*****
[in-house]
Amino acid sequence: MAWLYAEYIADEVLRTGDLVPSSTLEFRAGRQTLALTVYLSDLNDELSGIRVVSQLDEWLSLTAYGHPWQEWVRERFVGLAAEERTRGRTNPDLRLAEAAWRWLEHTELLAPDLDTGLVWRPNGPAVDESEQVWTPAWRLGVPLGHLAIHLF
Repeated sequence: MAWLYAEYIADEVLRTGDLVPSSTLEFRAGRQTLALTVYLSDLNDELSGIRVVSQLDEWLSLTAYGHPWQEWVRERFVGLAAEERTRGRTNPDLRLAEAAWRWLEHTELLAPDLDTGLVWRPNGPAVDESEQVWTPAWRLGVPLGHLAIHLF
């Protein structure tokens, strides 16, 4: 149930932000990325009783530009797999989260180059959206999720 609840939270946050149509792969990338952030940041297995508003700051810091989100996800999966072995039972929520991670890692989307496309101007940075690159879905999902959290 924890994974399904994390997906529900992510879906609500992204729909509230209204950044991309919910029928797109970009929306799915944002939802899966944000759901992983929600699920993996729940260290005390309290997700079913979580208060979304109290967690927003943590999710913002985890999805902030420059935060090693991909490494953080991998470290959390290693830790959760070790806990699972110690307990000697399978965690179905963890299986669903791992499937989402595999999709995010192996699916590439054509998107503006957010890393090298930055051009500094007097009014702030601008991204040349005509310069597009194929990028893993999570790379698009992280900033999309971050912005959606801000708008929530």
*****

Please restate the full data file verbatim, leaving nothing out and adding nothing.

[in-house]
Amino acid sequence: MAWLYAEYIADEVLRTGDLVPSSTLEFRAGRQTLALTVYLSDLNDELSGIRVVSQLDEWLSLTAYGHPWQEWVRERFVGLAAEERTRGRTNPDLRLAEAAWRWLEHTELLAPDLDTGLVWRPNGPAVDESEQVWTPAWRLGVPLGHLAIHLF
Repeated sequence: MAWLYAEYIADEVLRTGDLVPSSTLEFRAGRQTLALTVYLSDLNDELSGIRVVSQLDEWLSLTAYGHPWQEWVRERFVGLAAEERTRGRTNPDLRLAEAAWRWLEHTELLAPDLDTGLVWRPNGPAVDESEQVWTPAWRLGVPLGHLAIHLF
């Protein structure tokens, strides 16, 4: 149930932000990325009783530009797999989260180059959206999720 609840939270946050149509792969990338952030940041297995508003700051810091989100996800999966072995039972929520991670890692989307496309101007940075690159879905999902959290 924890994974399904994390997906529900992510879906609500992204729909509230209204950044991309919910029928797109970009929306799915944002939802899966944000759901992983929600699920993996729940260290005390309290997700079913979580208060979304109290967690927003943590999710913002985890999805902030420059935060090693991909490494953080991998470290959390290693830790959760070790806990699972110690307990000697399978965690179905963890299986669903791992499937989402595999999709995010192996699916590439054509998107503006957010890393090298930055051009500094007097009014702030601008991204040349005509310069597009194929990028893993999570790379698009992280900033999309971050912005959606801000708008929530």